Sunday, December 2, 2007

The Quietly Changing State Interest Rate Limits

While reviewing Prosper's state lending limits to see if everyone had bumped up to 36%, I noticed that some of the values had drifted a bit from the last officially announced state limit change back in May. At the time, I did not capture all the rates (only the new ones), so I do not have a complete picture. Prosper, being the wily data hiders that they are, have blocked Google and the Way Back Machine from caching the page, so I can only work with the data that I have.

There are some changes of note based on the limited information available, however. And, to get around that data hiding goodness, I've listed all the state information for future reference.

State
Current Rates
Old Rates
Alabama
$2k - $25k @ 36%

Alaska
$1k - $25k @ 16%

Arizona
$1k - $10k @ 24%
$10k - $25k @ 36%

Arkansas
$1k - $25k @ 10.25% APR
$1k - $25k @ 11.25% APR
California
$1k - $2.5k @ 19.2%
$2.5k - $25k @ 36%

Colorado
$1k - $25k @ 21% APR

Connecticut
$1k - $25k @ 12% APR

Delaware
$1k - $25k @ 10.25% APR
$1k - $25k @ 11.25% APR
DC
$1k - $25k @ 6% APR

Florida
$1k - $25k @ 18% APR

Georgia
$3k - $25k @ 36%

Hawaii
$1k - $25k @ 12% APR

Idaho
$1k - $25k @ 36%

Illinois
$1k - $25k @ 36%

Indiana
$1k - $25k @ 21% APR

Iowa
$1k - $25k @ 21% APR

Kansas
$1k - $10k @ 21% APR

Kentucky
$1k - $15k @ 9.25% APR
$15k - $25k @ 36%
$1k - $15k @ 10.25% APR
$15k - $25k @ 30%
Lousiana
$1k - $25k @ 12% APR

Maine
$1k - $4k @ 24% APR
$4k - $25k @ 18% APR

Maryland
$6k - $25k @ 24% APR

Massachusetts
$1k - $6k @ 12% APR
$6k - $25k @ 20% APR

Michigan
$1k - $25k @ 25%

Minnesota
$1k - $2.5k @ 19.2%
$2.5k - $25k @ 36%

Mississippi
$1k - $25k @ 36%
(Business Only)
$1k - $25k @ 30%
(Business Only)
Missouri
$1k - $7.5k @ 36%

Montana
$1k - $25k @ 36%

Nebraska
$1k - $25k @ 16%

Nevada
-None-

New Hampshire
$1k - $10k @ 10% APR
$10k - $25k @ 36%

New Jersey
$1k - $25k @ 16% APR

New Mexico
$2.5k - $25k @ 36%

New York
$1k - $25k @ 16%

North Carolina
$1k - $25k @ 36%
(Business Only)
$1k - $25k @ 30%
(Business Only)
North Dakota
$1k - $25k @ 36%
None
Ohio
$1k - $25k @ 25%

Oklahoma
$1k - $25k @ 21%

Oregon
$1k - $25k @ 36%

Pennsylvania
$1k - $25k @ 6%

Rhode Island
-None-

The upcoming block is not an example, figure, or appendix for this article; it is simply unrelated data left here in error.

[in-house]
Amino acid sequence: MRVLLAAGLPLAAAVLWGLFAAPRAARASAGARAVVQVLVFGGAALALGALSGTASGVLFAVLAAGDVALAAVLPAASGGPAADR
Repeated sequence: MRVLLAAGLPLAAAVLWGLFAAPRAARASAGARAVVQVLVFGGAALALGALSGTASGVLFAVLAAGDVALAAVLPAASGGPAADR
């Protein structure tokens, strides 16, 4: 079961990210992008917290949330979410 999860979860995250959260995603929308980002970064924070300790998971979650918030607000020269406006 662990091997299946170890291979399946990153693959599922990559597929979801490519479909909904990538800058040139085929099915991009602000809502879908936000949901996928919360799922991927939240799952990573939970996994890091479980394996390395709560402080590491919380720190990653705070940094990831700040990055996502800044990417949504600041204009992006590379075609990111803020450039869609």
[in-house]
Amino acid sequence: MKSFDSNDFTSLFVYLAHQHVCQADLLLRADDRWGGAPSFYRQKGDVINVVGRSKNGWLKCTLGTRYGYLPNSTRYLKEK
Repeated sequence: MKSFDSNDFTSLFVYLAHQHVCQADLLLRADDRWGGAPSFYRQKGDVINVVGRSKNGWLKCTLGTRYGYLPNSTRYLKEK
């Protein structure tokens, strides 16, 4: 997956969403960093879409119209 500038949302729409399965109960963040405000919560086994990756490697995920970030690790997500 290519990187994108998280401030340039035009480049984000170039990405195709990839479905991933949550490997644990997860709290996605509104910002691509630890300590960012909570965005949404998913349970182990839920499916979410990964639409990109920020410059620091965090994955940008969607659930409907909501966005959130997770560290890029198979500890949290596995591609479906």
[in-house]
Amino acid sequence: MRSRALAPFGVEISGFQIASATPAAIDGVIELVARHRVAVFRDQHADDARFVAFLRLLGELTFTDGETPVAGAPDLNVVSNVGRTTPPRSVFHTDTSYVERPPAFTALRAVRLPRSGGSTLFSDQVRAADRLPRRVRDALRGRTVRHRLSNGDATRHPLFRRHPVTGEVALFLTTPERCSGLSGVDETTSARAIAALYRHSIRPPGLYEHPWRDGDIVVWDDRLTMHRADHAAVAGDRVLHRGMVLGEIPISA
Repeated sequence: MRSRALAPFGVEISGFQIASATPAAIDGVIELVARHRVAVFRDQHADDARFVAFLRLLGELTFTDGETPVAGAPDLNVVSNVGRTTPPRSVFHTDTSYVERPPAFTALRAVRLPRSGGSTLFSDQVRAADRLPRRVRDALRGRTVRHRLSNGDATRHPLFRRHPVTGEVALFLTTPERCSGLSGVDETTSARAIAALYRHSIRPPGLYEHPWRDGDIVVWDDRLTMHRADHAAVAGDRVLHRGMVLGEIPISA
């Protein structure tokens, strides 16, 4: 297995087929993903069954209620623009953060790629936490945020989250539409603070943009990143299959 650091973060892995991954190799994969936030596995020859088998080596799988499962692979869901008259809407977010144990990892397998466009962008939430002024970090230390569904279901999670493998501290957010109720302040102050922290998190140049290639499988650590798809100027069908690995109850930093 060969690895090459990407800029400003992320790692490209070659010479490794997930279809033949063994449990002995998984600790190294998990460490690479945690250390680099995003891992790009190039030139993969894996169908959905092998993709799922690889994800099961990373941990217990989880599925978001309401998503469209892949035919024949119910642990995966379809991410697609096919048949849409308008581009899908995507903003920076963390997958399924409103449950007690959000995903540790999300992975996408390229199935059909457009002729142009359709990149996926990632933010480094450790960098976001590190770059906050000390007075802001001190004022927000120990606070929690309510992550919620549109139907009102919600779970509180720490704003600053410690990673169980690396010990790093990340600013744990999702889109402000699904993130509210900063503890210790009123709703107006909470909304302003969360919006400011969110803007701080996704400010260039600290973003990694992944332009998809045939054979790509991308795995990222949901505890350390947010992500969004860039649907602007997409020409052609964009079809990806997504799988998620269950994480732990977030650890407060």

South Carolina
$1k - $25k @ 12% APR

South Dakota
-None-

Tennessee
$1k - $25k @ 11.75% APR
$1k - $25k @ 12.25% APR
Texas
$1k - $25k @ 10% APR
$1k - $25k @ 18% (business)

Utah
$1k - $25k @ 36%

Vermont
$1k - $4k @ 18% APR

Virginia
$1k - $25k @ 12%

Washington
$1k - $25k @ 25%

West Virginia
$1k - $25k @ 18% APR

Wisconsin
$1k - $25k @ 18% APR

Wyoming
$1k - $25k @ 21% APR

Arkansas, Delaware, Kentucky, and Tennessee had minor decreases in their rates. These are not large moves and should have a minor effect on loan volumes. Mississippi and North Carolina had their business only restrictions removed which is a big deal since these states have a 36% rate cap. (Update: As Prosper Andrew pointed out, I can't read). Also on the benefit side is a pickup of North Dakota, though this is of limited practical benefit. There are not many people in North Dakota.

There's also an interesting note on DC (District Of Columbia). Even though Prosper now has the license to issue loans up to 24% APR, they're not doing it yet. I'll be watching this.

Update: Prosper Andrew has pointed out in the comments that I can't read, the states with the 1% shift tie their rates to the fed rate, and that DC has some weird regulations that aren't quite compatible with Prosper's business model.

2 comments:

Andrew said...

Hi Mike - Andrew from Prosper (Wily Data Hiders, Inc.) here. Most of the rate decreases are due to the fact that those states' lending limits (AR, DE, KY, TN) are tied to the fed's rates. So as the fed has cut rates lately, we've also had to adjust downwards. Expect future movements in those states' caps as the fed continues to move rates.

As for North Dakota, we were issued a license to lend in that state (so now we do). In NC and MS, the business-only restrictions have not actually been removed (as you stated).

In DC, there are some tricky details about how DC allows lenders to charge borrowers origination fees that don't jive with how Prosper has traditionally charged them. So although we have a license to lend up to 24%, we won't be able to raise the cap until our system complies with all of the regulations in DC.

As for our decision to hide our state rate caps page from Google and other search robots, it was actually less of a malicious attempt to hide content as it was a move to increase visibility to our main pages (like home, borrow, lend, etc.) for search engines rather than our ancillary stuff (legal, etc.).

That's also a helpful explanation for why we don't necessarily issue press releases on little things like state rate cap changes - 1) it's not that interesting, 2) it's really only relevant to borrowers at the point of creating their listing, and 3) it would dilute the value of other messages that truly are unique and valuable about Prosper. I guess it's all debatable, but that's the rationale behind our decisions. Thanks for the post, though, and the feedback.

Tom said...

Mike - nice find.

Andrew - thanks for the clarification and all the additional information.